I like to complain. So, when someone looks at my aging countenance and remarks, “Getting old is a bitch, ain’t it?” I immediately launch into a smarmy face that shows commiseration. I follow with a list of infirmities and medical oddities that would send a pharmaceutical company into a frenzy of ailment influenced naming rights.

I do find comfort in my waning years. For many reasons, most as boring as my inventory of gripes, I will not present you a checklist of my geriatric satisfactions. I would like to point out one particular joy. It has to do with science fiction. It has to do with coming of age in the era of nineteen fifty’s science fiction. I returned home after a hard day’s day last week to discover a package leaning against my front storm door. Excited, I ripped open the cardboard to reveal a hefty collection of DVDs.

I know, I am about to tread in a time period that is remote to many of you as the Pleistocene, but hop on the bicycle saddle and join me on a trip back in time before “Star Trek” was any kind of reality. “The Outer Limits” (which endeavors to take control of our television set as we zip past) is a relative newcomer. We move on beyond a fifth dimension “as vast as space and as timeless as infinity, The Twilight Zone.” We land on a Saturday evening in the spring of 1955. I was a youngster just knee-high to a Martian Bouncer.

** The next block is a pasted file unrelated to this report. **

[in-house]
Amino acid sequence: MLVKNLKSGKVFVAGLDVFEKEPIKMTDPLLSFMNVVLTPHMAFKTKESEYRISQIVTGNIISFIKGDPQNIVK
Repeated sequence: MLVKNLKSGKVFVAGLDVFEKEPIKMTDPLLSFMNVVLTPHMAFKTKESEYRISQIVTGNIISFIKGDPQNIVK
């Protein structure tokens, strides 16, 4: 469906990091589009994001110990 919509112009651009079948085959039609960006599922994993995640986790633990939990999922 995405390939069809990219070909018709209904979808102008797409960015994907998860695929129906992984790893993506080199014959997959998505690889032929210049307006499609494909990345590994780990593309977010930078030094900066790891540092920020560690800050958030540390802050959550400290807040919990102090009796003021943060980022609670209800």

I am on the floor in front of an immense twenty-one inch aluminized screen fitted into a mahogany console as grand as grandma’s heirloom cupboard. Rabbit ears are at attention. The endless fifteen-minute news broadcast has faded to a Pie Traynor pitch for a heating company.  Commercial over, a brass and string fanfare swells, the camera lingers on an oscillating radar disc, tilts down to some sort of miraculous control device, then pans stage left across a laboratory of gorgeous dials, blinking instrument lights, flat cathode ray displays, and gleaming metal toggles. Not an experimental workspace of the future, say 1972, but of this most exciting moment on the living room carpet.

“How do you do, ladies and gentlemen. I’m your host, Truman Bradley. Let me show you something interesting.” We are off! Season one, Episode one of “Science Fiction Theater.” The “something interesting” is always a scientific experiment. Bubbling paint off a wall with sound waves. A slo-mo image of a bullet piercing a television screen. Fragile glass shattering in sympathy with a struck tuning fork. The rushing clicks of a Geiger counter. All of which, in some manner, have something to do with the fictional presentation to follow. At tale end, Truman appears on screen, “Of course, this was a story. It didn’t happen… but it could have.”

The special effects were foolish to nil. The action had all the dynamism of a Victorian stage play. But the stories were capable of generating suspense, mystery, and the frisson only new intellectual notions can bring. While watching “Science Fiction Theater” for these two weeks, my eleven-year-old and my present psyche are both pleased the content, although dated and frozen in the science of the post World War II era, is strange and filled with wonder. And hope.

Stick around with me. Next week I want to talk about the optimism and advancing human potential that was found in SF until the mid-nineteen-sixties. “I’ll be back with you a week from today with another exciting adventure from the world of fiction and science.” Thank you, Truman, could hardly say it better myself.